CAR T Therapy is a patient-specific treatment in which T cells are isolated from the patient by apheresis and cultured using cytokines to actively proliferate and increase in number. Expanded T cells are transduced with gene encoding CAR (Chimeric Antigen Receptor). These modified T cells that attack and kill cancerous cells are called CAR T cells. In 2017, FDA approved two drugs for CAR T therapy i.e. KYMIRA (Tisagenlecleucel) and YESCARTTM (Axicabtagene ciloleucel)
CAR T therapy is classified into 4 generations due to the constant evolution of the design of CAR over the years. They are as follows:
- First Generation: only CD3ζ domain
- Second Generation: CD3ζ domain and other co-stimulatory signalling domains e.g. CD28
- Third Generation: two costimulatory domains CD28 and 4-1BB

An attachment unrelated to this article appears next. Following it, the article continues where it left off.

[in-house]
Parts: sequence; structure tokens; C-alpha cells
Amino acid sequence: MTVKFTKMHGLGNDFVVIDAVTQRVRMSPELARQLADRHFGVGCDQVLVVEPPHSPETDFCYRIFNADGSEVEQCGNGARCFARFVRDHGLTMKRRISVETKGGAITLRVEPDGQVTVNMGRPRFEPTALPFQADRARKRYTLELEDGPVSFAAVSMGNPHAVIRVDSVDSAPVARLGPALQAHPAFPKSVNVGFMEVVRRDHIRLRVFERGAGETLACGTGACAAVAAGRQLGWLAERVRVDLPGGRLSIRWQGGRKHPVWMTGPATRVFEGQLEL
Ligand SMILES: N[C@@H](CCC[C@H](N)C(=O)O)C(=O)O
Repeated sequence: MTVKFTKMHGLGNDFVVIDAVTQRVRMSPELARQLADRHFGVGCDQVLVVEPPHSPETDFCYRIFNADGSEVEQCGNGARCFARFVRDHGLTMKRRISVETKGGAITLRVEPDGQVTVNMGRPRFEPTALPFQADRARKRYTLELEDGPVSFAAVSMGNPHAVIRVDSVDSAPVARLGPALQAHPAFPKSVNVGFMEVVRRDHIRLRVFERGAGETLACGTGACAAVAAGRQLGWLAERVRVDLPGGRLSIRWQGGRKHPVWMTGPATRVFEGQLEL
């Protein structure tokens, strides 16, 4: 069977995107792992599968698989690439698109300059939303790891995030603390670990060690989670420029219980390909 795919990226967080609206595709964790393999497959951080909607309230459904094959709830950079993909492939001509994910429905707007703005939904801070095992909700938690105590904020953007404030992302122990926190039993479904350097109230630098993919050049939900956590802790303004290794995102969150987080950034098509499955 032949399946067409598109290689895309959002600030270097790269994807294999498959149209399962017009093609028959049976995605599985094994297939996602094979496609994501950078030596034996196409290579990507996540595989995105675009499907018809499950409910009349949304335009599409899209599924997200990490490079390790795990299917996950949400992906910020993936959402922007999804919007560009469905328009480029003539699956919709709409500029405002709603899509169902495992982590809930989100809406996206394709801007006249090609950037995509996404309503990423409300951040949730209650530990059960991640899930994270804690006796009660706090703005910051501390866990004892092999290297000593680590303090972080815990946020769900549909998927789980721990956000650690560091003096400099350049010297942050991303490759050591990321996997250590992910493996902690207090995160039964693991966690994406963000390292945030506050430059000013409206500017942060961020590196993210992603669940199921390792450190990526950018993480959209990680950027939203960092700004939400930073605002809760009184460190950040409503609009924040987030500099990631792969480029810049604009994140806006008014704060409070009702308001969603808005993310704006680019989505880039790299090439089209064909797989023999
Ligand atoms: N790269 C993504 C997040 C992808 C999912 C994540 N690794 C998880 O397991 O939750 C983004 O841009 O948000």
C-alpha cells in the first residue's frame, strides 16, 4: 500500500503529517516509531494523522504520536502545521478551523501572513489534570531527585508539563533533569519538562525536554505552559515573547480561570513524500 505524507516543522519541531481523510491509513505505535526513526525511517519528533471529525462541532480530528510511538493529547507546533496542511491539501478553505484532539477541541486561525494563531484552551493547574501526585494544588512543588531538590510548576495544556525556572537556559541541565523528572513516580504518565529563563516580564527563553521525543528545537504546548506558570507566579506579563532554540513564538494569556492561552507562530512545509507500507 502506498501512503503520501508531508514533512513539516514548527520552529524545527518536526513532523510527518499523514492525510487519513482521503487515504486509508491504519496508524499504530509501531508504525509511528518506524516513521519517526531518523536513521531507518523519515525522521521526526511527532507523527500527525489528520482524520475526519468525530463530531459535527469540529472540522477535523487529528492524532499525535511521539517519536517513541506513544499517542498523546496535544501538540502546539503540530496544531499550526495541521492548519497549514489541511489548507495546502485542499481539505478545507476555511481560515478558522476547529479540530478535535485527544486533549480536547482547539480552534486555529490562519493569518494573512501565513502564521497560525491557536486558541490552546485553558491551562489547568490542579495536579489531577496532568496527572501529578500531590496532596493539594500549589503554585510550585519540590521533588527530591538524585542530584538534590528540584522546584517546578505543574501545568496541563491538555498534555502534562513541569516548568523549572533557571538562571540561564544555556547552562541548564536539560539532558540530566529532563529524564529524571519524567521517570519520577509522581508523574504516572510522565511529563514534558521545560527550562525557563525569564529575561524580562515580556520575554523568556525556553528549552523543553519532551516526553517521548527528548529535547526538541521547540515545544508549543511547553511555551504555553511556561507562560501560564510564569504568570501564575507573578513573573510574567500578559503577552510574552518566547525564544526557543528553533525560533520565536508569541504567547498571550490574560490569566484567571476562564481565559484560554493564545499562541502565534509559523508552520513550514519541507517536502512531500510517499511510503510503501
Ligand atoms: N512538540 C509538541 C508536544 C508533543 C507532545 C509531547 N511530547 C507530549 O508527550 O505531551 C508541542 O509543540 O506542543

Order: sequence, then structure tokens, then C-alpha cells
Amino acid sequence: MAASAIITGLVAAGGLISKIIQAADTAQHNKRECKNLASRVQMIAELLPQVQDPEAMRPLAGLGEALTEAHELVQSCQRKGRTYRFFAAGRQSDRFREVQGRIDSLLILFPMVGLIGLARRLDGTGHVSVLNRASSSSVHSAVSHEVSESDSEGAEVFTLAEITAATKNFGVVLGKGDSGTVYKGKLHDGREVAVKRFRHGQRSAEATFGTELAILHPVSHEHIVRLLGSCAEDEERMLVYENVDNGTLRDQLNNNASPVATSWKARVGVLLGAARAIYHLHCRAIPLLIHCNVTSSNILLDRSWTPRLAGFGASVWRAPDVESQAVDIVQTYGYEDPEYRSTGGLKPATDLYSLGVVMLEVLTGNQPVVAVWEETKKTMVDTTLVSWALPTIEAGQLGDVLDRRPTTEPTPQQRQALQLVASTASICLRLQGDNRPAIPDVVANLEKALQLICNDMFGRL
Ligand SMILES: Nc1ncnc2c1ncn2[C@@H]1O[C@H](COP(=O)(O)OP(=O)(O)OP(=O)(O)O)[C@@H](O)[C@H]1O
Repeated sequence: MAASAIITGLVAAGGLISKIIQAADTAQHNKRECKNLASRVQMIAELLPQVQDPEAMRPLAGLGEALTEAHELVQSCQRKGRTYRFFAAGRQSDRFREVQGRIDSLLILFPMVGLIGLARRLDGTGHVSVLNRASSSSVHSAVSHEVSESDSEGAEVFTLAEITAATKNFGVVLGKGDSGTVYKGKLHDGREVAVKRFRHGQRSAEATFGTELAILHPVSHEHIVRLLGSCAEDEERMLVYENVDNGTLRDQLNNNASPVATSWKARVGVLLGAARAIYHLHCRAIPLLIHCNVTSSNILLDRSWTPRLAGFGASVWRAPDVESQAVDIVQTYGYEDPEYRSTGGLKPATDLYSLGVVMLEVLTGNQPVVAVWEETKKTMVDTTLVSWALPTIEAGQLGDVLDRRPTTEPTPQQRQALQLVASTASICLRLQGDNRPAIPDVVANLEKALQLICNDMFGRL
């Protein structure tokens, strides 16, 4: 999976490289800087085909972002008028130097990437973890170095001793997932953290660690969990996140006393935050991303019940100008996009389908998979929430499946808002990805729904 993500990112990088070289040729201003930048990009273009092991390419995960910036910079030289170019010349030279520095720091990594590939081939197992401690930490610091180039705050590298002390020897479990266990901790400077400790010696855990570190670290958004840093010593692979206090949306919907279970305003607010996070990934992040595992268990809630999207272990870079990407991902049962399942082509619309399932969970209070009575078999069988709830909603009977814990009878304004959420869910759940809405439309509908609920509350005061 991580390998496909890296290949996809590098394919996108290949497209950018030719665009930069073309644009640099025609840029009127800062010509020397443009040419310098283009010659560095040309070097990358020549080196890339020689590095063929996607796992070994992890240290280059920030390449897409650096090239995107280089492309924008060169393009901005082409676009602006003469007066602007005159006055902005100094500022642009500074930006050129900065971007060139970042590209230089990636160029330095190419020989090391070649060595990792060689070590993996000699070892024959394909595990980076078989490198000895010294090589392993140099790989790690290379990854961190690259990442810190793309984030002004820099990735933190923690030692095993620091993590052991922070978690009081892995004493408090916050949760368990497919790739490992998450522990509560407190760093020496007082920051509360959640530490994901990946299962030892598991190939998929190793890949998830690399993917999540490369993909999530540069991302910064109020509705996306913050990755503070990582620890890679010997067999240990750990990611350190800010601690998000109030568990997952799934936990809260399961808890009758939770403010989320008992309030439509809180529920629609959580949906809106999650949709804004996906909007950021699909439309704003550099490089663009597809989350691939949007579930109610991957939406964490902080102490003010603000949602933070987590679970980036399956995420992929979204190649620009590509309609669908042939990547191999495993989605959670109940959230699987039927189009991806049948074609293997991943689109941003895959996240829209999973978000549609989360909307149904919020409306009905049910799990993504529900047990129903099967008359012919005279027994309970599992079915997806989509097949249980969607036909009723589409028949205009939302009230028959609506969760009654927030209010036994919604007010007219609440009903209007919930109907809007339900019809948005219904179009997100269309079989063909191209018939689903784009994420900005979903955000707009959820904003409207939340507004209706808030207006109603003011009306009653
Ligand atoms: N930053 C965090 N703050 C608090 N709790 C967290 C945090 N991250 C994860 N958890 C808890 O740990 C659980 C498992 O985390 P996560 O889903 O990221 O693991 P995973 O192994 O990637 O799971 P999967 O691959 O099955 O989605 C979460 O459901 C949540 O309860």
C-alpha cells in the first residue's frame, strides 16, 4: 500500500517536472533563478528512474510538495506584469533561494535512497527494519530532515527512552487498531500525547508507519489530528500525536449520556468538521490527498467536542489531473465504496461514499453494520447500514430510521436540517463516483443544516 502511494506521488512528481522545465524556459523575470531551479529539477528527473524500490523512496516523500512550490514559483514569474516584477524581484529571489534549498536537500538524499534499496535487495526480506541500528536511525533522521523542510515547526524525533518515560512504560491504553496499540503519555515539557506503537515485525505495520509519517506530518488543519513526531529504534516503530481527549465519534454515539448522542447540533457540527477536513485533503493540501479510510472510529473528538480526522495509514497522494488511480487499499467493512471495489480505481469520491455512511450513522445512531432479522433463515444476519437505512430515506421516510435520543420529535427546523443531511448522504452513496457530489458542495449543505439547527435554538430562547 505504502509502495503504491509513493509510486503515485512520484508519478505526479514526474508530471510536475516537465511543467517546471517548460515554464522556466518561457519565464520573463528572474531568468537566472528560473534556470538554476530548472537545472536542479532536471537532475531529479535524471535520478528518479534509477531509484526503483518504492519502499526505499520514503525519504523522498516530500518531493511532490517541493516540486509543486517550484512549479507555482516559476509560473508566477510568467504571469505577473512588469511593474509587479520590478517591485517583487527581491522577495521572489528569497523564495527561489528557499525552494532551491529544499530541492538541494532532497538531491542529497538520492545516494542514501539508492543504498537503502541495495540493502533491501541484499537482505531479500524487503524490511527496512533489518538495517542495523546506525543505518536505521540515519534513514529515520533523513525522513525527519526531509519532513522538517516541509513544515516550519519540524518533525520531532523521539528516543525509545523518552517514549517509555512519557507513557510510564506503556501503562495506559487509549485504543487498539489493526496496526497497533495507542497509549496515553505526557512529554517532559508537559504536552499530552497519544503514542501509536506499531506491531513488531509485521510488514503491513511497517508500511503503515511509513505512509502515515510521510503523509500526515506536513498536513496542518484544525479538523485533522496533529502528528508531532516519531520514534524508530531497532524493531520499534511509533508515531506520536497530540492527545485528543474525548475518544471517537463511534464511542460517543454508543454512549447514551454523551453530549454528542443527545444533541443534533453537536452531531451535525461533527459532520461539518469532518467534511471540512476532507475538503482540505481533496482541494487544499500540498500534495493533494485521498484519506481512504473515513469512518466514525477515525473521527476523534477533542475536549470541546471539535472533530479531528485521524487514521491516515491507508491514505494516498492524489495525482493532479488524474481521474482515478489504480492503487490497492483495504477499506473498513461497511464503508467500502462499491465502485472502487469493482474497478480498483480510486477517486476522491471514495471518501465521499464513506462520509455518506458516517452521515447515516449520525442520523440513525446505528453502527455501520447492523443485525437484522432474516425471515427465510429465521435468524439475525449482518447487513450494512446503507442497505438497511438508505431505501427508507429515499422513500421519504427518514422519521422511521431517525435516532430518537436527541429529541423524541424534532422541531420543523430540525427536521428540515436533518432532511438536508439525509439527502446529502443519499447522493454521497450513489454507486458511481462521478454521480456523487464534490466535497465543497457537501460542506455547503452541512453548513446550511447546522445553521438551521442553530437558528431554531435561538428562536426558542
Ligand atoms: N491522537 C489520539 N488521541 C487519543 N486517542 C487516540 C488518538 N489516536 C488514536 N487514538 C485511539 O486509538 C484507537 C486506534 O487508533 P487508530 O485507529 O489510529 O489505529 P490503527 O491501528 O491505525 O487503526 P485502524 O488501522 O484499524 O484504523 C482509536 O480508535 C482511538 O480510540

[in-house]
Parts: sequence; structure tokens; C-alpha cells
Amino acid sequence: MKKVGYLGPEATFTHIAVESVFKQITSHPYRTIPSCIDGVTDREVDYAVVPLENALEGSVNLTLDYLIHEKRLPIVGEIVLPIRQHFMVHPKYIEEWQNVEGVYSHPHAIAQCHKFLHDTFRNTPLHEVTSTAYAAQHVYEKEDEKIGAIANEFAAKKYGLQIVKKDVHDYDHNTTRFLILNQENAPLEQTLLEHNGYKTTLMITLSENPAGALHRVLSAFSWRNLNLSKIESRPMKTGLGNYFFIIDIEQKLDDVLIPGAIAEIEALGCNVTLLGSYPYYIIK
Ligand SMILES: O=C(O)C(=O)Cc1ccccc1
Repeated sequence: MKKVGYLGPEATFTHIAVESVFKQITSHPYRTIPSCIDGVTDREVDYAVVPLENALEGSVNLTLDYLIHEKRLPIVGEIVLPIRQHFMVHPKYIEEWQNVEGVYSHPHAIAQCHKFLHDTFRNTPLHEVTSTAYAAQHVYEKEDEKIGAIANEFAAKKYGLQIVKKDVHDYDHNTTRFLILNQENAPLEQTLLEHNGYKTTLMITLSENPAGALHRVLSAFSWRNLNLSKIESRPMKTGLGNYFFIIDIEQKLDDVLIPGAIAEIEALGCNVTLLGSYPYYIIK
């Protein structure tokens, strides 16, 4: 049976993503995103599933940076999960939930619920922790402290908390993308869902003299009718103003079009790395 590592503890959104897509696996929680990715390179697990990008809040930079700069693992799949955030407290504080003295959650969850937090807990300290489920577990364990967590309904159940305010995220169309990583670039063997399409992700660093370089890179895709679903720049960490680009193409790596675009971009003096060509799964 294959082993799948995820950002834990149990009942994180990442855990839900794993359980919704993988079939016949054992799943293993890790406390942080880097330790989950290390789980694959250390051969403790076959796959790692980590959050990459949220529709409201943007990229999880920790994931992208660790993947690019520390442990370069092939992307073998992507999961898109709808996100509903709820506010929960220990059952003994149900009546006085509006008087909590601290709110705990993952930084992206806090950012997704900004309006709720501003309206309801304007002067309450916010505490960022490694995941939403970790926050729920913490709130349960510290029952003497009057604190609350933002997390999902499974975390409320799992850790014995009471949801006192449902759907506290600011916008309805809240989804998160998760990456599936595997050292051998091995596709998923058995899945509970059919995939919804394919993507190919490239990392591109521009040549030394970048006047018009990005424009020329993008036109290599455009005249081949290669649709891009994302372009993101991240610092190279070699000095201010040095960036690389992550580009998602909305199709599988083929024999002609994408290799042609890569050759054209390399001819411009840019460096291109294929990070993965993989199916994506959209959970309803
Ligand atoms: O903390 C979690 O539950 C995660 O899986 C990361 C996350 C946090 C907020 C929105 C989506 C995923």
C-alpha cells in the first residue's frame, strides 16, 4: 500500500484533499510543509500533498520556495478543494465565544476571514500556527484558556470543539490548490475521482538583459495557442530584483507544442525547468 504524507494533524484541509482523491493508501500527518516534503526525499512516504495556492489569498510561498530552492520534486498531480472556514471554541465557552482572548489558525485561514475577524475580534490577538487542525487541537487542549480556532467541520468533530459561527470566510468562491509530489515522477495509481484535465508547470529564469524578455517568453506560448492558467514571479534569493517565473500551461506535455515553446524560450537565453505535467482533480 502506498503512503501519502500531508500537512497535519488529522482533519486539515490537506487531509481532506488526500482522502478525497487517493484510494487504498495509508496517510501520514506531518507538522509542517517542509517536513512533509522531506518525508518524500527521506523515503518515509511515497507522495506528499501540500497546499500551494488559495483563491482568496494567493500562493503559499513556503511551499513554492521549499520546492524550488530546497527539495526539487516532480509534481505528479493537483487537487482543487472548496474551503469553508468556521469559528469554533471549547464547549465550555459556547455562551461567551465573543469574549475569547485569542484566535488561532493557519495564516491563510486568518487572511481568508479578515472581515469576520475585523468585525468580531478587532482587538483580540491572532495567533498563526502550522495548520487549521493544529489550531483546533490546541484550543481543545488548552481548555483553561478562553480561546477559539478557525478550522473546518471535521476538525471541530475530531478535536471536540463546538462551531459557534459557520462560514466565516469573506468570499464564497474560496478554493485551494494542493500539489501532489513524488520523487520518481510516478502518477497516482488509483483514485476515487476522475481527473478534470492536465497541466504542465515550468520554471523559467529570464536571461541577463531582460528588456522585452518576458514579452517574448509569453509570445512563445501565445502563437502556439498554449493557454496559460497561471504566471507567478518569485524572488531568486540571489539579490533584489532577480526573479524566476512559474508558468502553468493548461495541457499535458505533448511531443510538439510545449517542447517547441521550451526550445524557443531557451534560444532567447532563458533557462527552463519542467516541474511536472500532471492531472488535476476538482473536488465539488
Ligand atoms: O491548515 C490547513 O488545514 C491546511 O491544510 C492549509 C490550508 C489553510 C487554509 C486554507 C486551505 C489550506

- Fourth Generation: includes additional co-stimulatory ligand genes or cytokine transgene
Kite Pharma, a subsidiary of Gilead Sciences has two drugs in the market – YESCARTTM for Relapsed or Refractory Large B-cell Lymphoma after two or more lines of Systemic Therapy and KTE-X19TM for Relapsed or Refractory Mantle Cell Lymphoma. FDA asks manufacturers for REMS so that drug/biological benefit outweighs risks. One of the major side effects of CAR T therapy is Cytokine Release Syndrome (CRS). CAR T starts multiplying in the patient’s body which leads to excess secretion for cytokine thus patient shows the symptoms of high fever and low blood pressure which is fatal for the patient.
Aasim Shaikh, Biocon KGI Certificate Program in Biosciences, Batch 17